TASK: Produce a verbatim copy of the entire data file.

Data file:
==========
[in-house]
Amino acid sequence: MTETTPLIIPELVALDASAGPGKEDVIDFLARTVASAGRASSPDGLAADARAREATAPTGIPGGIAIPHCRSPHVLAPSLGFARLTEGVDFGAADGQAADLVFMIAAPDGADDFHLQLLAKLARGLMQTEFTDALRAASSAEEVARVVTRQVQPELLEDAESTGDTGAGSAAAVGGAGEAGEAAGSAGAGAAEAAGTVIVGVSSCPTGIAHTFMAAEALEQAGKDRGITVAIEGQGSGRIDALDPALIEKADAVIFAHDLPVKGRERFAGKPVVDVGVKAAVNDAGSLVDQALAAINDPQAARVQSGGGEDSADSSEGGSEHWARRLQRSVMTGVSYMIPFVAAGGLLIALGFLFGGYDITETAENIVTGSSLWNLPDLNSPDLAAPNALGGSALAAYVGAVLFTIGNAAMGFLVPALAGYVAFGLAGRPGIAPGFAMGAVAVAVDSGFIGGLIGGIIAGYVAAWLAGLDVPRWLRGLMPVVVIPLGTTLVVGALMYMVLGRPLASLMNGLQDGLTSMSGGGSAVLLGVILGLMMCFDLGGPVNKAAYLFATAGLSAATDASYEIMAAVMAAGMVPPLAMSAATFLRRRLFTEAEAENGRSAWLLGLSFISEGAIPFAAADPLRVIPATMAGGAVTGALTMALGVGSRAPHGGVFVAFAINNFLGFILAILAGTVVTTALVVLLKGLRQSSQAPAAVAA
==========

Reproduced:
[in-house]
Amino acid sequence: MTETTPLIIPELVALDASAGPGKEDVIDFLARTVASAGRASSPDGLAADARAREATAPTGIPGGIAIPHCRSPHVLAPSLGFARLTEGVDFGAADGQAADLVFMIAAPDGADDFHLQLLAKLARGLMQTEFTDALRAASSAEEVARVVTRQVQPELLEDAESTGDTGAGSAAAVGGAGEAGEAAGSAGAGAAEAAGTVIVGVSSCPTGIAHTFMAAEALEQAGKDRGITVAIEGQGSGRIDALDPALIEKADAVIFAHDLPVKGRERFAGKPVVDVGVKAAVNDAGSLVDQALAAINDPQAARVQSGGGEDSADSSEGGSEHWARRLQRSVMTGVSYMIPFVAAGGLLIALGFLFGGYDITETAENIVTGSSLWNLPDLNSPDLAAPNALGGSALAAYVGAVLFTIGNAAMGFLVPALAGYVAFGLAGRPGIAPGFAMGAVAVAVDSGFIGGLIGGIIAGYVAAWLAGLDVPRWLRGLMPVVVIPLGTTLVVGALMYMVLGRPLASLMNGLQDGLTSMSGGGSAVLLGVILGLMMCFDLGGPVNKAAYLFATAGLSAATDASYEIMAAVMAAGMVPPLAMSAATFLRRRLFTEAEAENGRSAWLLGLSFISEGAIPFAAADPLRVIPATMAGGAVTGALTMALGVGSRAPHGGVFVAFAINNFLGFILAILAGTVVTTALVVLLKGLRQSSQAPAAVAA